As far as I know using the 'AND' operator should prevent it from pulling records based on only 1 of a set of criteria. Perhaps the reason your initial query didn't filter out that record could be due to the value of the field not being exactly what you think it is (it happens).
$sql1="SELECT * FROM directory WHERE school='$school' AND (city='toronto' OR city='ottawa') AND (title='Partner' OR title='Associate') AND name NOT LIKE '%Smith, John (Toronto)%' ORDER BY name";
That's just a guess though. Or even throw in a UCASE(name) when checking the field (and use all caps in your string) just to get around any case issues.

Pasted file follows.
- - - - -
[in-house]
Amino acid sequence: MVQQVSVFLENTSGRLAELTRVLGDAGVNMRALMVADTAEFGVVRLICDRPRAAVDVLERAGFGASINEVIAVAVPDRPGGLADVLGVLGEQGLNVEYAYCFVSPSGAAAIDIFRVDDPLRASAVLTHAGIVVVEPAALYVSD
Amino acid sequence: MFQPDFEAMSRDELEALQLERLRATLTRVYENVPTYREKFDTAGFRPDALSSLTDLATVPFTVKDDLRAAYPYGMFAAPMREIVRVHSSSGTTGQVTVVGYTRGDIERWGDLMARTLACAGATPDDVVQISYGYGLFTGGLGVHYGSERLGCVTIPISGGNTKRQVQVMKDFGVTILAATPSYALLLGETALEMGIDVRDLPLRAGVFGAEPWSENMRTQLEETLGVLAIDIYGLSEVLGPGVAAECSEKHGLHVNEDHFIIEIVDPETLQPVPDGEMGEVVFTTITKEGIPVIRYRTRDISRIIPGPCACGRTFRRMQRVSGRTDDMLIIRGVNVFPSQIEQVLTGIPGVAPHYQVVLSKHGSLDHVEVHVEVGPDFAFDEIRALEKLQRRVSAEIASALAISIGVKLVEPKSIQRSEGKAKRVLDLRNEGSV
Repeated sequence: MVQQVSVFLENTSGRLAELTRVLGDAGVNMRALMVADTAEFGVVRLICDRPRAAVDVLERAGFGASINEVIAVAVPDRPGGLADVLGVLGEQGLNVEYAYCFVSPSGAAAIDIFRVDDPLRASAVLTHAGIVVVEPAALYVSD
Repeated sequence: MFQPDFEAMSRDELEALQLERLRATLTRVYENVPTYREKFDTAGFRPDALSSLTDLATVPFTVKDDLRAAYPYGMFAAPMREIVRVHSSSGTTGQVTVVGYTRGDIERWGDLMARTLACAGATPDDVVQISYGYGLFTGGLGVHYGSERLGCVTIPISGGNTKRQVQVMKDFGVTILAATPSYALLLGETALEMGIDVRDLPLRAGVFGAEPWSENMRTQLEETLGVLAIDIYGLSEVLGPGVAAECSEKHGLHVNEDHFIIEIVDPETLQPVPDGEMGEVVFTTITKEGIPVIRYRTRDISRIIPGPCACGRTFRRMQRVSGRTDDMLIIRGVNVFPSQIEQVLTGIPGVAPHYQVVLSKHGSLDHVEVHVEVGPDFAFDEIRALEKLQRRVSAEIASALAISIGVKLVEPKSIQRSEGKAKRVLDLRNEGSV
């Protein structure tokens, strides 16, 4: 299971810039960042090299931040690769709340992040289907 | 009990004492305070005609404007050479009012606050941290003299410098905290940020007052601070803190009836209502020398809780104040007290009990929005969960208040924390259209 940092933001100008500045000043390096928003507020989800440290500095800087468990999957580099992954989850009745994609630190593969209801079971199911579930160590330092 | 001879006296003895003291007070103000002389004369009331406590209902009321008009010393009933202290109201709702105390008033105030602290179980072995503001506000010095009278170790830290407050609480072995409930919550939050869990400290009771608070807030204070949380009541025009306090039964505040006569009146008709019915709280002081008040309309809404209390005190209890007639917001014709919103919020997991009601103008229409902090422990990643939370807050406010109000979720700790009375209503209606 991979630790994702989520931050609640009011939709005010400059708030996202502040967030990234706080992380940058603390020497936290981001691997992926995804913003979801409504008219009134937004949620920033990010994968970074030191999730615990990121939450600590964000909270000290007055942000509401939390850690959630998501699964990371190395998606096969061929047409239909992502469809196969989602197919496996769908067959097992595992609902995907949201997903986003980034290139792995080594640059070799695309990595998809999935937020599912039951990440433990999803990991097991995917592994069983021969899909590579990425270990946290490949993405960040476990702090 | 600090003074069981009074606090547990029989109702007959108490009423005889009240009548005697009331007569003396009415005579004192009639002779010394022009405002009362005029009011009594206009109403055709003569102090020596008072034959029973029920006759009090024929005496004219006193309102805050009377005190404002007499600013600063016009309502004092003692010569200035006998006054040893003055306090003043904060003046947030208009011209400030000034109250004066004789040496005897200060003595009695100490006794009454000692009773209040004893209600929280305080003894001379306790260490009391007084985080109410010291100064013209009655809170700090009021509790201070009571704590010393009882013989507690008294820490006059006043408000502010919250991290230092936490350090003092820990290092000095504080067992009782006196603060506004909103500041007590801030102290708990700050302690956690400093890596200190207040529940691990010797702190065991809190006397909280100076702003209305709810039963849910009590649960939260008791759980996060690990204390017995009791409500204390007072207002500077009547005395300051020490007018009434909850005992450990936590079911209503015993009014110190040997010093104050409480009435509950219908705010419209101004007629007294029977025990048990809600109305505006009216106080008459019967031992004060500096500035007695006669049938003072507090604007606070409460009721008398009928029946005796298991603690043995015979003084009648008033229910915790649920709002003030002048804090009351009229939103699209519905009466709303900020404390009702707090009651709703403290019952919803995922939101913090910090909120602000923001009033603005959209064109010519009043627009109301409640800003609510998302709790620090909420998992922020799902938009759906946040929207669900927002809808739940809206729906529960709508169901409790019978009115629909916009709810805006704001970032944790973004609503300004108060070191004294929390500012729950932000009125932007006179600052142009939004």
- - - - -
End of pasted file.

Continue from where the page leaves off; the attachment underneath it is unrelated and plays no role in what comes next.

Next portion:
Ultimately though I feel in all situations you should never be trying to fix/correct your data by trying to alter how it gets output from a data source. You seem to have two different records in all data regard but as a human analyzing it you are able to see they are the same in a way. So as far as the database goes (and any queries to pull said data), you don't have any duplicates. Adding in a specific case fix just throws a band-aid on your system and over time these things create more problems. I feel like the real solution is changing how the data is structured in that regard so you can have a John Smith in two cities and even as two records but you define some key that allows you to connect the two pieces of data.